Bringing a second major league sports team into Utah always seemed like an...Read More
(Not) In the Club
The Home Stretch
A Real Impact
A Work of Art
Utah’s New LLC Act
Take the Wheel
If You Build It
The Future is Now
Industry Outlook: Human Resources
Dr. Donna Milavetz, M.P.H.
CEO and Medical Director
Dr. Donna Milavetz’s goal is no less than saving American healthcare. She believes that access to affordable healthcare is a right, not a privilege, and in 2007 she founded OnSite Care to make healthcare more accessible to more people. The company opens and runs primary care clinics at businesses, and it has grown from a single location to nine over the past two and a half years.
OnSite’s clinics don’t operate on a fee-for-service model, and its doctors have more time than most to focus on each of their patients. The company also focuses on treating illness and injury and promoting the kind of healthy behaviors that prevent illness and injury. This results in outcomes that are better for both employees and employers. “A healthy workforce is a productive workforce, which then also uses less overall healthcare dollars,” Milavetz says.
Milavetz has been a physician for many years, and before founding OnSite Care, she started and was medical director of the Women’s Health Center at McKay Dee Hospital in Ogden. She was also co-director of the Women’s Heart Clinic at the Mayo Clinic in Rochester, Minn.
Accredited Chest Pain Centers
Seven MountainStar Hospitals
Heart disease is Utah’s No. 1 killer. This is just one reason why MountainStar Healthcare administrators and medical staff prioritized making every Utah MountainStar facility into an Accredited Chest Pain Center. All seven centers are the first in Utah to claim this distinction.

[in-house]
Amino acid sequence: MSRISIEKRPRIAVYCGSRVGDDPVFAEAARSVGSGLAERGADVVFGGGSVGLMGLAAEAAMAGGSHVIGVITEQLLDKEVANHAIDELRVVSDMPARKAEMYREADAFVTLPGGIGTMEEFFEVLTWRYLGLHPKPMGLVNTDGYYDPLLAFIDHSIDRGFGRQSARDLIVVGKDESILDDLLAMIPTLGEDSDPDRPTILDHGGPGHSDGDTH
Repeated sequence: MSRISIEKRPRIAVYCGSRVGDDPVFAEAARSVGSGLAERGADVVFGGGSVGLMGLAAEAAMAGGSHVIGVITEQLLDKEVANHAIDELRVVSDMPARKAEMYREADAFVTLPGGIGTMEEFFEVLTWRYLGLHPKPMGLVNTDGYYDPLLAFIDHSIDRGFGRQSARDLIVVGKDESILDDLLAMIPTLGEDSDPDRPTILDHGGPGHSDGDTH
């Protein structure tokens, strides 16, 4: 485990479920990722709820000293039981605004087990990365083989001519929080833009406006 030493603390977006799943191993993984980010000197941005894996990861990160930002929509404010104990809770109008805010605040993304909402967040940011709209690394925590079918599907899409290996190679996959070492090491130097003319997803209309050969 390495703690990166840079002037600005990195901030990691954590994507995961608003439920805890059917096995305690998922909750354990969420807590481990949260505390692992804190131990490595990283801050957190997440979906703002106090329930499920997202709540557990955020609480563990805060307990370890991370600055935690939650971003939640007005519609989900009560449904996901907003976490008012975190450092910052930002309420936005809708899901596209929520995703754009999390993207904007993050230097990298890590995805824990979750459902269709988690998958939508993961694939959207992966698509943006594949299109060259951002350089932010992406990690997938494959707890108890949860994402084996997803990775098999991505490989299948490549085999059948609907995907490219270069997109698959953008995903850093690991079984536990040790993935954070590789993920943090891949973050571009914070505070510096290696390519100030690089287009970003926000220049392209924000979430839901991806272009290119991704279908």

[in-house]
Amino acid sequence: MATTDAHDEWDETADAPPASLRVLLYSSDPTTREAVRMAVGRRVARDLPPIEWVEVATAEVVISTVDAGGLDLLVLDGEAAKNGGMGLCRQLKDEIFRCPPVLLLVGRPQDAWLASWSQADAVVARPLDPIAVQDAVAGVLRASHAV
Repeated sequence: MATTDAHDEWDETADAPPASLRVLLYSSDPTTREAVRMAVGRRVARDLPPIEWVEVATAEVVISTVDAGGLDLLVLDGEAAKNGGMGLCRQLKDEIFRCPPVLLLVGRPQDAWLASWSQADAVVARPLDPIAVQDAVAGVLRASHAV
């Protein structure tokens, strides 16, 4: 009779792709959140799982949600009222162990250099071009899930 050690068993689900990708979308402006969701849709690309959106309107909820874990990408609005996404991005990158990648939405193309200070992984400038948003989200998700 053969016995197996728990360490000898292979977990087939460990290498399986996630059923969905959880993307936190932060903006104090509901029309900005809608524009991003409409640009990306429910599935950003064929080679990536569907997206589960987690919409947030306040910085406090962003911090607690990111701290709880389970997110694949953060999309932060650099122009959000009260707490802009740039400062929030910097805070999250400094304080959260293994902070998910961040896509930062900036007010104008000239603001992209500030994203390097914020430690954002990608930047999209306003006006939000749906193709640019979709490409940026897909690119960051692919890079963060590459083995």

Designated by the Society of Cardiovascular Patient Care (SCPC), an Accredited Chest Pain Center is a facility that provides state-of-the-art cardiac care based on current medical research and best clinical practices. It is a facility that must provide a consistent and systematic approach to treating patients, with specialist teams that exhibit a higher level of expertise.
“Each facility proactively engaged in a rigorous standardization of their cardiac care processes,” says Dr. Scott Williams, chief medical officer at MountainStar. “Simply put, this means we’re able to save more lives.”
“Beyond improving care for people with chest pain in seven hospitals along the Wasatch Front, our specialists are educating the general public about heart health on an on-going basis,” says Kristy Chambers, lead team coordinator at Ogden Regional Medical Center. Chambers points to training sessions held at the Davis and Weber county fair this summer in which 722 individuals learned CPR.
A great way to cut down healthcare costs is to get employees working together to improve their health. That’s the idea behind zFit, Zions Bank’s employee wellness program, which is led by George Myers.
Zions has had a corporate wellness program of some form for at least 10 years, but this year the company rebranded the program and began focusing on the social aspects of wellness. “You have to have a team around you to gain the full benefit of wellness,” Myers says.
Among the events the company has held is the zFit Invitational, a tournament-style competition that coincided with the NCAA March Madness basketball tournament. Myers and his team divided the company’s 2,600 employees into 16 teams, and employees scored points by participating in wellness activities they chose. Myers says the event ended up having much more employee engagement than he had anticipated, which he believes was due largely to the fact that it allowed employees to choose their activities. “Wellness efforts have to be designed so that they relate to the individual,” he says.
Myers says healthcare costs for Zions Bank and its employees have increased by only about 2 percent each year, compared to the 6 to 8 percent experienced by most other banks of a similar size.
Healthcare Practitioner – Physician
Dr. Daniel Rhead Cottam
Bariatric Medicine Institute
Dr. Daniel Cottam is a bariatric surgeon, but his practice focuses on much more than just surgery. He helped establish the Bariatric Medicine Institute of Utah, where he and his staff focus on helping obese patients lose weight and heal, not only mentally, but also emotionally and physically. In addition to performing surgery, Cottam and his staff work with patients to create individualized programs that include methods such as nutritional counseling, fitness training, support groups and behavioral counseling.